"Sometimes," as the old saying goes, "certain people can only learn things the hard way." Like a father or mother who tells their child, some 20, 30 or 40 times not to touch the hot stove / sometimes you get to the point where you simply need to let them touch the hot stove!

And that one, trying, painful, tear producing experience will do more to prevent the behavior in the future than 100 verbal lessons!

Then LAST, let's consider the fact that God never picks perfect people to be leaders in his Church (primarily because there aren't any out there)! Rather, He works with the only thing He has to choose from -- imperfect people whom He must then groom and prepare for service in His church.

And not one true Spirit-born child of God is exempt from that grooming process we call sanctification. A process often moved forward in our lives by painful trials, hurtful situations, times of affliction, sifting by Satan, or humiliating failure experiences where we must eat our words or fall flat on our faces.

AND PLEASE LISTEN CLOSELY! The degree of heat used by God as He puts us through the "furnace of affliction," is usually directly proportionate to the type of person we are or personality we have.

People who are humble, teachable, delicate and timid souls don't need much heat, and one short trial will do the trick. / Whereas strong, proud, stubborn, belligerent controlling people, tend to need a high degree of heat / and prolonged trials / or a greater number of trials in order to learn the same lesson.

And yet I suppose we should take great comfort when such times come, realizing that God's purpose in them is never to crush us, but to purify us / never to leave us defeated, but to heal us and transform us and raise us up and make us better equipped for His service!

It's never simply to drive us to despair, but to drive us to despair in ourselves so that we might come to the end of our proud selves and learn to live in a humble reliance upon Him -- who alone is sufficient to strengthen and sustain us and meet our every need.

In fact, maybe we could imagine this conversation taking place between Jesus and Peter (or if applicable, between Jesus and us)! "Peter, I have chosen you to lead my disciples when I'm gone. You're the one I've hand-selected, because you have so much potential.

But there's one big problem Peter. / You lack empathy, compassion and humility. / You're too darn cocky and head strong and stubborn and self-assured and self-reliant. / You're too quick to boast that you can do anything.

In fact, you're so full of yourself there's little room for God in your life. / You need to become far less self-centered, and self-reliant and become far more God-centered and reliant upon Him -- humbly finding all your sufficiency in Him.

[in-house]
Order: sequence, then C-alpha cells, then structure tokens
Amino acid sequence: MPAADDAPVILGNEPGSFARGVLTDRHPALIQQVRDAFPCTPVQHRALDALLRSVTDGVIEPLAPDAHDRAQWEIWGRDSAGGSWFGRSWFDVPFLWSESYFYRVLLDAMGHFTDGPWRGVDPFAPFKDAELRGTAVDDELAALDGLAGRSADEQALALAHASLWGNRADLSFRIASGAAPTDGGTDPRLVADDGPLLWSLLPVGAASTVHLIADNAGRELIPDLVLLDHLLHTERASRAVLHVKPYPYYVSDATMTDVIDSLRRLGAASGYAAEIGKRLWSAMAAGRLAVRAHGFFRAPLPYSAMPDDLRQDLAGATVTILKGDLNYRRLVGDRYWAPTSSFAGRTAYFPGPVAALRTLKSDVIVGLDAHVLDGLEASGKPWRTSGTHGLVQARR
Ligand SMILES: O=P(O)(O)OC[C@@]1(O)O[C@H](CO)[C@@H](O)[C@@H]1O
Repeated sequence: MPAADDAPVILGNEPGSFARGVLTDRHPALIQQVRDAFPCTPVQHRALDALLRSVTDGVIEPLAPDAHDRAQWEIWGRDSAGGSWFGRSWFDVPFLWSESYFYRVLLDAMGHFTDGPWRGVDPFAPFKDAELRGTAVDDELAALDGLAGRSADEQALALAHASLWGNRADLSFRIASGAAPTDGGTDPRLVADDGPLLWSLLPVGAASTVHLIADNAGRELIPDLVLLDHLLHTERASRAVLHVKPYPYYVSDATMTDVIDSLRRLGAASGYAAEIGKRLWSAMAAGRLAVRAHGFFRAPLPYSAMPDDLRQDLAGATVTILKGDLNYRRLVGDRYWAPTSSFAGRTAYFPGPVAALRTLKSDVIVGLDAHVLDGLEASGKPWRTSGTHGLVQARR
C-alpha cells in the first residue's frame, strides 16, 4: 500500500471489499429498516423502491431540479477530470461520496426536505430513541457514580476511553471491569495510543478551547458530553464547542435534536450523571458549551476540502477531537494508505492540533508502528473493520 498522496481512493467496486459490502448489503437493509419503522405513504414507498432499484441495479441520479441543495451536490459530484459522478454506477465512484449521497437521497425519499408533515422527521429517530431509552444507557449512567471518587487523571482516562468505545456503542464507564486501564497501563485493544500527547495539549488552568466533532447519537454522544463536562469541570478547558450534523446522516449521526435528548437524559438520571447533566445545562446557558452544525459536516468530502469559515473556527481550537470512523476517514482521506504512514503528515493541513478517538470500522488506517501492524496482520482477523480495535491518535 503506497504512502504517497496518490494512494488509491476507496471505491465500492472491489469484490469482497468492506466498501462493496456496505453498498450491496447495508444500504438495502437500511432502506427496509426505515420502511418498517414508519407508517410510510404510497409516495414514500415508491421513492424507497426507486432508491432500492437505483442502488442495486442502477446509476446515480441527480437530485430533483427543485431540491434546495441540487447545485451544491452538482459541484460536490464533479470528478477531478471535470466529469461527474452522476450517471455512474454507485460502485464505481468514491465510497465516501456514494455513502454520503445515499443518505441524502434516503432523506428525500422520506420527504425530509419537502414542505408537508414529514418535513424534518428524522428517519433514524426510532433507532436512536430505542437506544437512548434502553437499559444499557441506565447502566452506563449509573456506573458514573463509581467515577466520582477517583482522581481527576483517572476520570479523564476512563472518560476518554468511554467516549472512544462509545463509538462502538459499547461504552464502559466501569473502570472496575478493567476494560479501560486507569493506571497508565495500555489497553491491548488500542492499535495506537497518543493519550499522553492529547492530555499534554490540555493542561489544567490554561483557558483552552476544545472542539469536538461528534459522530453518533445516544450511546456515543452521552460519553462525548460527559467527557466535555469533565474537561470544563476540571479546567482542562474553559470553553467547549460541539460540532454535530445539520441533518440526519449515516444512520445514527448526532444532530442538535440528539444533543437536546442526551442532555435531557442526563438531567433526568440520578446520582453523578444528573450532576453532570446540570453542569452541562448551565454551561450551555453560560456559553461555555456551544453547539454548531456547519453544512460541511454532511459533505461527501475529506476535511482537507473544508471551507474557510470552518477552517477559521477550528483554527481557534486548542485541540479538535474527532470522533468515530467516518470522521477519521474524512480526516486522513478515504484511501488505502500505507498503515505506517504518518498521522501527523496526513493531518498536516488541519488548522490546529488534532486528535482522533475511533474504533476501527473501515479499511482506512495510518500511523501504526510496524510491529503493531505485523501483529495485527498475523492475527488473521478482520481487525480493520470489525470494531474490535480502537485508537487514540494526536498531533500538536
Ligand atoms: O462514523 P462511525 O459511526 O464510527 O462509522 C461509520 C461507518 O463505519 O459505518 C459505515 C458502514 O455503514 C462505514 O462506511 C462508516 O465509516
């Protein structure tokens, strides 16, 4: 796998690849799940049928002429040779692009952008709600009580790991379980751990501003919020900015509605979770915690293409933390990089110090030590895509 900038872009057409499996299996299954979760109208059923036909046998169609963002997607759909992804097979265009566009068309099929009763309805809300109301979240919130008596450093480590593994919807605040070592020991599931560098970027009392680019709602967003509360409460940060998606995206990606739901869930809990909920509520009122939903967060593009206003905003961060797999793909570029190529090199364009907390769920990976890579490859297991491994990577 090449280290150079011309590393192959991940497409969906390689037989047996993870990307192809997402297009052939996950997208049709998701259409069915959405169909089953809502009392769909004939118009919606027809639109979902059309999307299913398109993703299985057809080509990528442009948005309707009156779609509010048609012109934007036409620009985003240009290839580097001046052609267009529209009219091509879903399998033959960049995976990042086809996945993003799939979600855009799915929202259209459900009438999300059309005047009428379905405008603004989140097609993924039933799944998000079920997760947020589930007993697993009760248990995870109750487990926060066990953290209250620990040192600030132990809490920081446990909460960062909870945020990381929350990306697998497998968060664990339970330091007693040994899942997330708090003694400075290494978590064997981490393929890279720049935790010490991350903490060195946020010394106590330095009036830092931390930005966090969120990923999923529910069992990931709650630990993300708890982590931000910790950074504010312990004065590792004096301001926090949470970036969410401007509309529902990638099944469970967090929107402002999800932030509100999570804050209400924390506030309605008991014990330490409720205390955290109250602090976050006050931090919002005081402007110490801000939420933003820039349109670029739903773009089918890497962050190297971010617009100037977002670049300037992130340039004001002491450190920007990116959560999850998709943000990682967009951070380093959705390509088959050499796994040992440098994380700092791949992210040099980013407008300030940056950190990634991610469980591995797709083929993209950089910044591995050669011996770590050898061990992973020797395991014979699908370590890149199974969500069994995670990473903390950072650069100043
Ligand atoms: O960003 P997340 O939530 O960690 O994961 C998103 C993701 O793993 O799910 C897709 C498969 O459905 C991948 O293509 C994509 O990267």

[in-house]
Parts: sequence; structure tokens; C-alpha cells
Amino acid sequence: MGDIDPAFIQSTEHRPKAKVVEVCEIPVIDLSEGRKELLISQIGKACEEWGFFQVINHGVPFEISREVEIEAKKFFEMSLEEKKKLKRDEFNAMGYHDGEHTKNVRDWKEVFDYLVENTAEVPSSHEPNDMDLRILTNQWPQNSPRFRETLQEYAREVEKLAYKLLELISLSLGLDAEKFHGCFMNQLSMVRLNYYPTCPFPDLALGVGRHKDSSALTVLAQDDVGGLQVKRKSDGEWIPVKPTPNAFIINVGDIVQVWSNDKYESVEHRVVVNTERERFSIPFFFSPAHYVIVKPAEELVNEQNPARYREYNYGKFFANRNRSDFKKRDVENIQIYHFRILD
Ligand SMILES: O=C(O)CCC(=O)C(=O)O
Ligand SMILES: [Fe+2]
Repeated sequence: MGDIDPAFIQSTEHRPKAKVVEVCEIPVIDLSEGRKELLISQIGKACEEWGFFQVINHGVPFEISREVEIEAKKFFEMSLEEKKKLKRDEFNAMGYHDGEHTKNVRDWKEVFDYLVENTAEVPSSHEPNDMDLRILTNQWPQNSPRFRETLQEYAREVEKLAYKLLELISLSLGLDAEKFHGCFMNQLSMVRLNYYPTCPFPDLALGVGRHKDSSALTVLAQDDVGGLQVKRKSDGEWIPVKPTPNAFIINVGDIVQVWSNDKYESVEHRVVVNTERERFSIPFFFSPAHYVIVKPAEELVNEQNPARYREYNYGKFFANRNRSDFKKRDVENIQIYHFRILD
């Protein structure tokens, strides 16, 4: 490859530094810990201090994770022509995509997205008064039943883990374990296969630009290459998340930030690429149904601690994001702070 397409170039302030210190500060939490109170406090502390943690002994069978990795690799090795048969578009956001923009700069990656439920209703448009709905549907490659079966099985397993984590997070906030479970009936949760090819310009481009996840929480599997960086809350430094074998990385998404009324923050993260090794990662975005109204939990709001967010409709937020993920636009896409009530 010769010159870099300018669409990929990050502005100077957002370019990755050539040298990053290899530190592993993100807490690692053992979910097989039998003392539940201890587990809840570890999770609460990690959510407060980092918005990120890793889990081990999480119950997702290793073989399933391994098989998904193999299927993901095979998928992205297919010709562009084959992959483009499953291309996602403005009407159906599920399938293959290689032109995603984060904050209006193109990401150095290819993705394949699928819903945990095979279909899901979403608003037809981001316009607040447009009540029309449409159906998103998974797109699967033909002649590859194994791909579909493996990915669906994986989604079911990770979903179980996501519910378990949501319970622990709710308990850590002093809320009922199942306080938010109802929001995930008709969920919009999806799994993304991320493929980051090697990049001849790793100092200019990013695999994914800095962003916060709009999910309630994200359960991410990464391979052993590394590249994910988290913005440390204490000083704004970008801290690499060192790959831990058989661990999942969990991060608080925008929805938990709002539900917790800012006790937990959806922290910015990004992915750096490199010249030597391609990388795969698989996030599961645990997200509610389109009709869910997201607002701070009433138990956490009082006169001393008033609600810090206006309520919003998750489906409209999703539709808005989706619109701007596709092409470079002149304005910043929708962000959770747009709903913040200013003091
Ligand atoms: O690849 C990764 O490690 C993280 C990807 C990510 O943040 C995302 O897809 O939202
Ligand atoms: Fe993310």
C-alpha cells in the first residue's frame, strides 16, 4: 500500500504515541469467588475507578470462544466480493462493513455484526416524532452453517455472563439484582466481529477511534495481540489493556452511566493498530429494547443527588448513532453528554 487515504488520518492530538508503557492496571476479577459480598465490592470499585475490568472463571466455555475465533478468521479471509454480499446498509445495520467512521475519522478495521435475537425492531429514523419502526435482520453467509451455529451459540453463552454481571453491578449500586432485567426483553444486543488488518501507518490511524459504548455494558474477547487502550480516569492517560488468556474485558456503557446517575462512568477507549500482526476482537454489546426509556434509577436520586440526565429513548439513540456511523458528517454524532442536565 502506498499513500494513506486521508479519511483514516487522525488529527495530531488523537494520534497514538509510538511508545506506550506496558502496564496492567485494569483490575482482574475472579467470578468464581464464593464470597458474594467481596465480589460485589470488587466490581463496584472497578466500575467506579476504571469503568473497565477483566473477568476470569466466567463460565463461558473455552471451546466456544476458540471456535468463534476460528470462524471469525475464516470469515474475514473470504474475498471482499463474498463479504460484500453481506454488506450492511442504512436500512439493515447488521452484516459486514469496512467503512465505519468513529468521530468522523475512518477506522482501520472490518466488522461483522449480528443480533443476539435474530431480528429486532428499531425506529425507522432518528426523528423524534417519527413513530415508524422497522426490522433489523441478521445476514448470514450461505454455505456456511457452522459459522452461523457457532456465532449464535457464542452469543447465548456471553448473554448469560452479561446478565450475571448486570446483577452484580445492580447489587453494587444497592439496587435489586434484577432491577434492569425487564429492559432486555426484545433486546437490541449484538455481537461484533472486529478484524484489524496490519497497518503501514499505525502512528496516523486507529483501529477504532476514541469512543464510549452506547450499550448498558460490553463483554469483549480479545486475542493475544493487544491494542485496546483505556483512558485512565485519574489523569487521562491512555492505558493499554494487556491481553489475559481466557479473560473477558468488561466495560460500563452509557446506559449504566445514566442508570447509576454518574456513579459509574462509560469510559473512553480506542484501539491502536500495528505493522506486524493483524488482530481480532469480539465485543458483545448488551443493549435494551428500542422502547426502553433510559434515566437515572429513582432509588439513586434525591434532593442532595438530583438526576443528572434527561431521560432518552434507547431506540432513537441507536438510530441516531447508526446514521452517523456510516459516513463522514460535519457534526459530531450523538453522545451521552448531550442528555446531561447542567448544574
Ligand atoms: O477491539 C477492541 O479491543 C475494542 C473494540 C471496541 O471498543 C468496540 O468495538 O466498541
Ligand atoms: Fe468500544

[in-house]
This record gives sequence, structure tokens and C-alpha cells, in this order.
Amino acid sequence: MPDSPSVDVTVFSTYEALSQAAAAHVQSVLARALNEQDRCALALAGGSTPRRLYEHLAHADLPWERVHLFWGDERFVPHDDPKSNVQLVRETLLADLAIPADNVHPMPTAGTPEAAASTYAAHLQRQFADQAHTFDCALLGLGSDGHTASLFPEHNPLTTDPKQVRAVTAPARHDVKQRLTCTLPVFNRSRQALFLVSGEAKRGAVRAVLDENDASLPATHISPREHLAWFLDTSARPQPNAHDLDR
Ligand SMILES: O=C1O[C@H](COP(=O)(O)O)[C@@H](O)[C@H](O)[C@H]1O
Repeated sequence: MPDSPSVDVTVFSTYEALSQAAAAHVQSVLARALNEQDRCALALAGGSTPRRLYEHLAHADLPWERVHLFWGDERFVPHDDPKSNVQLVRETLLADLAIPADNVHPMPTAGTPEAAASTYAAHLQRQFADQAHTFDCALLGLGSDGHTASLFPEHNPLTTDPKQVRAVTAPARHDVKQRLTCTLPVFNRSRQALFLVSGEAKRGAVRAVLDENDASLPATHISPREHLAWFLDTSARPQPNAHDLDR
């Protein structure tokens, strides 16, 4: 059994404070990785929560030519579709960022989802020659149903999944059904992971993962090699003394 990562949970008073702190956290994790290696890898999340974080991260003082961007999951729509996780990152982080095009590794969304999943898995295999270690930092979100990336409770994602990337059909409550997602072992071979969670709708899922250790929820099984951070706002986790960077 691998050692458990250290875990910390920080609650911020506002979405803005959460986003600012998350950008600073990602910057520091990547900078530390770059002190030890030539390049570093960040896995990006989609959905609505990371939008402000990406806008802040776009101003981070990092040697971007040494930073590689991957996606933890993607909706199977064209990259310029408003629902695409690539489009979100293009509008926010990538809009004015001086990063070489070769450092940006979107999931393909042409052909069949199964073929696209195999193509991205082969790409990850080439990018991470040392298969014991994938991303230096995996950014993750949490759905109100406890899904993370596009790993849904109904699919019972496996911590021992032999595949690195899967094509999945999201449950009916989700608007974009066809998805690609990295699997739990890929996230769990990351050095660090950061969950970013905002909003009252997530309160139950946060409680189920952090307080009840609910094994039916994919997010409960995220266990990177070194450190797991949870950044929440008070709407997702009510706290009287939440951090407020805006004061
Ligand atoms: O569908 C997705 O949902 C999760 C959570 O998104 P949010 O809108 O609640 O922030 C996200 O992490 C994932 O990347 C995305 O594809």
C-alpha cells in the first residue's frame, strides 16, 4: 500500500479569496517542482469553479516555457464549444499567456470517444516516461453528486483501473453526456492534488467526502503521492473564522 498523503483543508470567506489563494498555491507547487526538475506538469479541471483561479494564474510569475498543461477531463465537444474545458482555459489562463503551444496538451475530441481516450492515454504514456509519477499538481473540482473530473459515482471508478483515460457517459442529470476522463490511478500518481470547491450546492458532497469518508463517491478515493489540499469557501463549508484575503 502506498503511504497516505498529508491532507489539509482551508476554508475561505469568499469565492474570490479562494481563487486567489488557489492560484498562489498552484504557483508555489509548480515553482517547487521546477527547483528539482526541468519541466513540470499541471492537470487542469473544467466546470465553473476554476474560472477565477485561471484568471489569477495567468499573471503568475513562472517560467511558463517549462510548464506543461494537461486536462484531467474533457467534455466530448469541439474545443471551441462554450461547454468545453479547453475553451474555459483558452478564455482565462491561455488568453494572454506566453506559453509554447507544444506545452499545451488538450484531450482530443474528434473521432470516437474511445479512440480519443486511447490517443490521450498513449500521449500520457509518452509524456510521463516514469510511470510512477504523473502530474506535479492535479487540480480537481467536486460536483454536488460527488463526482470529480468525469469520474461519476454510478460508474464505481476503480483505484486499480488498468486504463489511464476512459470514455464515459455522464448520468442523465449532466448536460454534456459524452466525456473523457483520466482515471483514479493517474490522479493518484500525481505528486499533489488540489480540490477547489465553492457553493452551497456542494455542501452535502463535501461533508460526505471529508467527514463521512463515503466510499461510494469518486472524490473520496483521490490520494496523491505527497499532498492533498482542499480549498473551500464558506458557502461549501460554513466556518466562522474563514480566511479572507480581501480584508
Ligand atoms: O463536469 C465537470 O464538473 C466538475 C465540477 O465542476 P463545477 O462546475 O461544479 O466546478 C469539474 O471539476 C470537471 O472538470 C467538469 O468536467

I've confronted you about this before, Peter, but you never seem to get it. Yet if you're going to lead my Church, it's not optional. You need to be more humble, understanding, compassionate, and loving. / And you need to stop depending so much on you, and learn to depend entirely on me.

That's why I've decided to let Satan "sift you like wheat." To show you -- strong, proud, boastful, stubborn, impervious Peter -- how weak and needy and human you really are.

If there was any other way to teach you this lesson -- a way that was less painful and humiliating -- I would employ it, because this trial will be traumatic, excruciating and agonizing for you. I know that.

Yet I also want you to know this -- I am wounding you, so that I might heal you. I am going to allow you to be hurt, in order to make you better. I will allow you to experience deeper pain than you've ever felt before, so that when it's all over, you'll be emptied of yourself, and thus equipped to do what you can't do right now -- "be a leader who is able to strengthen your brothers."

You see, if there's one thing this passage teaches us, it's that God's love for us DOES NOT MEAN He will keep us from all painful circumstances or situations. / It does not mean we'll be sheltered from the wind of every storm / or kept from ever going through "the furnace of affliction."

Because if we read this passage right, it tells us He may purposely make us endure such things, if those things are the only things that will work in accomplishing His sanctifying purposes for our lives.

Out of love and not anger -- He will do whatever it takes to form us into the likeness and image of Jesus. Because THAT is why He chose, predestined and redeemed us (Rom. 8:29 and Eph. 1:4) Remember? It's not about COMFORT, it's about TRANSFORMATION.

LISTEN: In Jeremiah 29, God says to a people who have just been taken off to begin 70 years of captivity in Babylon, God could say, "I know the plans I have for you. Plans to prosper and not harm you, plans to give you hope and a future."

It's a promise that makes no sense unless you see it in the light of God's greater purpose of using every means -- including painful trials -- to form and mold and shape His people into the people He wants them to be.

True change is possible! Praise God! But the message of this text (and so many others) is that oftentimes that change cannot happen apart from pain and struggle. As Dorothy had scribbled in her Bible: "Pain purifies our lives."

You see, I sat for quite some time trying to imagine the look on Jesus' face when the cock crowed, and it says in v. 61: "The Lord turned and looked directly at Peter."

At first I thought maybe it was a stern look, as if to say: "I told you so you loser." But that doesn't fit the context. / Then I considered maybe it was a look of disappointment. But that wouldn't fit either, for Jesus knew all along that Peter was going to deny him. He had ordained that Peter should be sifted and fall.

It was part of His plan for forming Peter's character, and therefore couldn't have been a great disappointment to Him when it actually happened! / Nor can I imagine that it was a look of anger, or disgust, or exasperation. None of those can be made to fit the context, either.

No, the only look that fits the context was a look of love that said:

"Even though you've denied Me, just like I said you would, I still love you Peter. In fact, it's because I love you that I allowed Satan to sift you in the first place. I could have let you go on being proud and cocky and arrogant and boastful. But that wouldn't be loving, because love wants people to be the best they can be. And if trials like this are what it takes to make that happen, then so be it. I love you that much."
(And the same is true for us!)